Canadian-listed diamond mining company Rockwell Diamonds Inc. has signed a major new deal with Cape Town-based security solutions company i to i technologies to establish the world’s first turnkey security initiative for its South African mining operations.
Roll-out of the state-of-the-art system is underway, with teams actively working at Rockwell’s Northern Cape mines, which include the Holpan Klipdam property, located 45 km from Kimberley.
A new product with certain applications in the mining, quarrying and construction industries has been launched on the South African market. The manufacturers claim that it can crack even the largest rocks overnight, with no flying debris and no danger to the surrounding environment.
One of the leading mining engineering consultancies in South Africa, Read, Swatman & Voigt (Pty) Ltd (RSV), is expanding its client base to include investors and lenders in the mining industry to meet the increasing demand for high-level evaluations of mining projects. These include initial technical assessments, due diligence studies, competent person’s reports and feasibility studies.
In a move to enhance its technology offering in the field of minerals processing, Johannesburg– based IMS Engineering has entered into a partnership with Colognebased Steinert Elektromagnetbau GmbH – a global leader in separation technology for the recycling, metals and mining industries.
This partnership enables the South African company not only to offer the sensor-based separation and sorting systems it has become known for – like optical and X-ray sorting – but also the more traditional Steinert separation systems that use eddy current and magnetic technologies.
Latest indications are that — once restarted — the Kinsenda copper mine in the Katanga province of the Democratic Republic of Congo (DRC) has the potential to become an exceedingly competitive copper mine.
This is the optimistic forecast in the latest update released by Australian-based Copper Resources Corporation (CRC), the majority 75% shareholder in Minière de Musoshi et Kinsenda (MMK), which holds Kinsenda and two other high-grade deposits in the Katanga province. The remaining 25% of MMK is held 20% by the state company, SODIMICO, and 5% by the Forrest Group, the largest private business in Katanga.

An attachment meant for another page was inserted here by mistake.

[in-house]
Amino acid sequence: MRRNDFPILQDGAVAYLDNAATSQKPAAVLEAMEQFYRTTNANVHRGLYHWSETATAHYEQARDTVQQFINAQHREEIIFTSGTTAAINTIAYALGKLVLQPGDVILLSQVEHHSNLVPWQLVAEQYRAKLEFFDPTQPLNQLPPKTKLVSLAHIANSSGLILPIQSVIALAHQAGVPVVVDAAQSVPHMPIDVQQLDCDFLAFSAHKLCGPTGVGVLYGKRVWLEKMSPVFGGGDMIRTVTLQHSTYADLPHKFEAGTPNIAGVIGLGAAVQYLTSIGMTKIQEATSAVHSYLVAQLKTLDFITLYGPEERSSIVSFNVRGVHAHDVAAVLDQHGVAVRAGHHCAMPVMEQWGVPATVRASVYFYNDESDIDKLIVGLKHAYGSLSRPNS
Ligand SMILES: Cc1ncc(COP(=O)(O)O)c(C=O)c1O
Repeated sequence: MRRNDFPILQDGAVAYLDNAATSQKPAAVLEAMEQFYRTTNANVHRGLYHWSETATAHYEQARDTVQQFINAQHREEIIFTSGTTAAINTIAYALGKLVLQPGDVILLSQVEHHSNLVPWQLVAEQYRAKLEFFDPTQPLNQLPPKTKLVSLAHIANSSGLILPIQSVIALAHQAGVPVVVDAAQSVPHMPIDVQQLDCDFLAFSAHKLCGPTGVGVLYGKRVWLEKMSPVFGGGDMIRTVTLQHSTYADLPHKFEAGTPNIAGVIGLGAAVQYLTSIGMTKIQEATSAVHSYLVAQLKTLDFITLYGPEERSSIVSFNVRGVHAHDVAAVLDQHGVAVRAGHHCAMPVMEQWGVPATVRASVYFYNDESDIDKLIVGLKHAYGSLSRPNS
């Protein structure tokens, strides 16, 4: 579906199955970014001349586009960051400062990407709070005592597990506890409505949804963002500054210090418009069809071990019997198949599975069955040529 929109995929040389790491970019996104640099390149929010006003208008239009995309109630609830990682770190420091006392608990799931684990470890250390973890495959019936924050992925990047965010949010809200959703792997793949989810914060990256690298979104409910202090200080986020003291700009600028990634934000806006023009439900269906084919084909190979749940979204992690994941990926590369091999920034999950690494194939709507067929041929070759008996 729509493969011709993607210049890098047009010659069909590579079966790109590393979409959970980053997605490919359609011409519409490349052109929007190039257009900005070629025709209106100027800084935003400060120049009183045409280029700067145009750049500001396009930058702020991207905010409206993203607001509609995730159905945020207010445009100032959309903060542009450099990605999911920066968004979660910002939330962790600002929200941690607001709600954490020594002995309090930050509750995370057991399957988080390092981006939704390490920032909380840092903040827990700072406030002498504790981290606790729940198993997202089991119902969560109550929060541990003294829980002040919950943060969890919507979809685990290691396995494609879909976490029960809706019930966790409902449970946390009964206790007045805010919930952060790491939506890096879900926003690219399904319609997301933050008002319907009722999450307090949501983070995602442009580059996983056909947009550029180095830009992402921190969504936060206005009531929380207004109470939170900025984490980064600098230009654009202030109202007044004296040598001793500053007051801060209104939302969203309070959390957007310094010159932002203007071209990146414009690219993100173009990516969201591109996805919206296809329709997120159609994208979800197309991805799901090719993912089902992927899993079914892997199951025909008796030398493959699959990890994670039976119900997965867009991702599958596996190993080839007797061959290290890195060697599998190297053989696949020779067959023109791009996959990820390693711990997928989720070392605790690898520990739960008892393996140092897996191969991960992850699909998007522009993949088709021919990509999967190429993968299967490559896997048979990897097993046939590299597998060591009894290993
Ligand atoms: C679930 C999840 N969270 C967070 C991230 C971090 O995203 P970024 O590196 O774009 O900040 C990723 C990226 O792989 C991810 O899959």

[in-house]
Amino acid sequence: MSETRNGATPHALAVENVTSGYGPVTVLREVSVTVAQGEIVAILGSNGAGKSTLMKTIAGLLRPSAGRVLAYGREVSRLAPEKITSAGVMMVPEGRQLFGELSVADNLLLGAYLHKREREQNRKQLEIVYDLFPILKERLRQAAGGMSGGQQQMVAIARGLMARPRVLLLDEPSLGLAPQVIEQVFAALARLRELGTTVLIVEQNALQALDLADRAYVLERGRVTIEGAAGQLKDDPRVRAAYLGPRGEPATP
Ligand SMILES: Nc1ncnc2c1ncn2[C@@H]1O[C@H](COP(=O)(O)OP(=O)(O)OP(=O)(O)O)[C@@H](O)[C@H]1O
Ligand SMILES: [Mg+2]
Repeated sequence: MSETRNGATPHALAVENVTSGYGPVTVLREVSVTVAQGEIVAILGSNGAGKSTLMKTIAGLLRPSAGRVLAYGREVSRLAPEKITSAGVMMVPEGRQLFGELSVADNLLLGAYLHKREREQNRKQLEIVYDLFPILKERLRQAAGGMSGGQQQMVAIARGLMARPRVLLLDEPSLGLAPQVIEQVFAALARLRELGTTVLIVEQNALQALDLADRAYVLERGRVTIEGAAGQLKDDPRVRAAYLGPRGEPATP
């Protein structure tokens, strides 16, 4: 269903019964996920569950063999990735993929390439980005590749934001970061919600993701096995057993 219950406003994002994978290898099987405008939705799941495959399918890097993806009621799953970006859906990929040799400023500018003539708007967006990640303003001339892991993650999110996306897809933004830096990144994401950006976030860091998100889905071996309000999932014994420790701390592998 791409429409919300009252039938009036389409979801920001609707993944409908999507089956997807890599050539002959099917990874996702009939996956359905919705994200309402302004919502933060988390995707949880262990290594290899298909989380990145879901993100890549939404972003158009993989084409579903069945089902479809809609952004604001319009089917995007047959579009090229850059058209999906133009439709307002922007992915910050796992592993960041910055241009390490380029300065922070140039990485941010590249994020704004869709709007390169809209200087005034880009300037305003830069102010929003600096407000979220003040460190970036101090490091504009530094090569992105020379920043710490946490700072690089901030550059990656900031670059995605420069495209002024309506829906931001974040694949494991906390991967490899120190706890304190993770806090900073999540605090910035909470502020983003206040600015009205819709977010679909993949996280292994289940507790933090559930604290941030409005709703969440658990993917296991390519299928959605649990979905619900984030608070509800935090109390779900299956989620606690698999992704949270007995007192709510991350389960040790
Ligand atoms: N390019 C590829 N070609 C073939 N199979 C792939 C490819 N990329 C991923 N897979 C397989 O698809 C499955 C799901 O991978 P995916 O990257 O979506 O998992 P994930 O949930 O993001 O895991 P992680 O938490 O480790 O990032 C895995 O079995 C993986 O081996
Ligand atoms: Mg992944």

Initial mining has started at the Lupoto resource of the Kalumines coppercobalt project in the Democratic Republic of Congo (DRC).
Kalumines is owned 60% by Teal Exploration & Mining Incorporated – a growth-oriented mineral development and exploration company listed on the Toronto and Johannesburg Stock Exchanges – and 40% by the DRC government operation, La Générale des Carrières et des Mines (Gecamines).
Founded in October 1915, and operating from headquarters in Port Elizabeth and Johannesburg with a manufacturing plant in Uitenhage, the company employs more than 400 people. It supplies superior quality conveyors, hose and power transmission products, with approximately 80% of production dedicated to producing conveyor belts for both the mining and industrial sectors.
A WIN-WIN BEE MODEL
In 2005 GEP began its move towards empowerment. For the next 18 months the company worked closely with the Secretariat of the South African Preferential Procurement Forum to form a win-win model for BEE compliance, the challenge being to implement transformation initiatives while at the same time educating a foreign shareholder base which remained largely uninformed about the previous imbalance in economic distribution.
The SPX STONE range of DC power units is gaining increasing support in the South African mining industry.
“This year, we have sold this range of power components for applications ranging from mobile lifting systems to carryout maintenance on overhead power lines to emergency locomotive brakes,” reveals Power Team general manager Ian Bennett. “On the latter, the SPX STONE unit is used to charge the accumulator on the emergency brake system. The accumulator, in turn, is connected via a solenoid valve to the brake calliper, for instant, reliable response when needed,” he explains.